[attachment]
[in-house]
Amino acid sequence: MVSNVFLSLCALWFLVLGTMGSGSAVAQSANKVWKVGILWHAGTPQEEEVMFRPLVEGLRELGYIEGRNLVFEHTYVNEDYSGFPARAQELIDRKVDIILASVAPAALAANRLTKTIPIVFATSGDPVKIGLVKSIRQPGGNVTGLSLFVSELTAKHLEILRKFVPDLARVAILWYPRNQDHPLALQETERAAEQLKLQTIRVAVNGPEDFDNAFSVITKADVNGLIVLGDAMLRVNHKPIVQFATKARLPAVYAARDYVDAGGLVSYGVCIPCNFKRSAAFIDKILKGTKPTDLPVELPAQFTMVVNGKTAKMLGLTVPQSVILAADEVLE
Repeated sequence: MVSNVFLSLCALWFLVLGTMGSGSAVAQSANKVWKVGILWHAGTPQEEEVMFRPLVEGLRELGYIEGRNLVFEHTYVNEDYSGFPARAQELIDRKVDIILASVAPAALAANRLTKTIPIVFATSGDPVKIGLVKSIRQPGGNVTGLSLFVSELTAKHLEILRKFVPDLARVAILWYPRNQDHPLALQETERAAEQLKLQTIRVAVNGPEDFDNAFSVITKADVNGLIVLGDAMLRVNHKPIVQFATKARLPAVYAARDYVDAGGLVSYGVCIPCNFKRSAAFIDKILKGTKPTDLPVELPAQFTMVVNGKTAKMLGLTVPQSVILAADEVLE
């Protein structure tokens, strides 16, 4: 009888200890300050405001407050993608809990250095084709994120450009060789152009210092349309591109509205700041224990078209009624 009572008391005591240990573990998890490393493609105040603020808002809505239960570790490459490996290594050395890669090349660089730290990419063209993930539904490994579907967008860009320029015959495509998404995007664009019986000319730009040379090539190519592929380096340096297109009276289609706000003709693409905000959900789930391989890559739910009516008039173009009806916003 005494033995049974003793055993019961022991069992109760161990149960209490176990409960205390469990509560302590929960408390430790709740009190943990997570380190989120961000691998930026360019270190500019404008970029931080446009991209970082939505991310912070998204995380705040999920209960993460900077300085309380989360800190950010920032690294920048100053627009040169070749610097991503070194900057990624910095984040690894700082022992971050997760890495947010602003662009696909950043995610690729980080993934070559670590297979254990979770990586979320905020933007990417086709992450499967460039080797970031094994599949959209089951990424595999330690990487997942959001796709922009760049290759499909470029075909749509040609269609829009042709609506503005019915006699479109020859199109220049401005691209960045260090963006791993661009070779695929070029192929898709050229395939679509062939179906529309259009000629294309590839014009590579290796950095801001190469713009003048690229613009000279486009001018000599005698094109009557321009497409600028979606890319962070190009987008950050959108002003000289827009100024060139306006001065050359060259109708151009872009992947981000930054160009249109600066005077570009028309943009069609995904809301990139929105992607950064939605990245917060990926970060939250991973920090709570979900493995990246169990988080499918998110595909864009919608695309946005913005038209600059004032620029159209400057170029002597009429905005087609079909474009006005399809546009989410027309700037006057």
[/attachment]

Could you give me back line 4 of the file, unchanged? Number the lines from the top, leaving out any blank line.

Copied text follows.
């Protein structure tokens, strides 16, 4: 009888200890300050405001407050993608809990250095084709994120450009060789152009210092349309591109509205700041224990078209009624 009572008391005591240990573990998890490393493609105040603020808002809505239960570790490459490996290594050395890669090349660089730290990419063209993930539904490994579907967008860009320029015959495509998404995007664009019986000319730009040379090539190519592929380096340096297109009276289609706000003709693409905000959900789930391989890559739910009516008039173009009806916003 005494033995049974003793055993019961022991069992109760161990149960209490176990409960205390469990509560302590929960408390430790709740009190943990997570380190989120961000691998930026360019270190500019404008970029931080446009991209970082939505991310912070998204995380705040999920209960993460900077300085309380989360800190950010920032690294920048100053627009040169070749610097991503070194900057990624910095984040690894700082022992971050997760890495947010602003662009696909950043995610690729980080993934070559670590297979254990979770990586979320905020933007990417086709992450499967460039080797970031094994599949959209089951990424595999330690990487997942959001796709922009760049290759499909470029075909749509040609269609829009042709609506503005019915006699479109020859199109220049401005691209960045260090963006791993661009070779695929070029192929898709050229395939679509062939179906529309259009000629294309590839014009590579290796950095801001190469713009003048690229613009000279486009001018000599005698094109009557321009497409600028979606890319962070190009987008950050959108002003000289827009100024060139306006001065050359060259109708151009872009992947981000930054160009249109600066005077570009028309943009069609995904809301990139929105992607950064939605990245917060990926970060939250991973920090709570979900493995990246169990988080499918998110595909864009919608695309946005913005038209600059004032620029159209400057170029002597009429905005087609079909474009006005399809546009989410027309700037006057």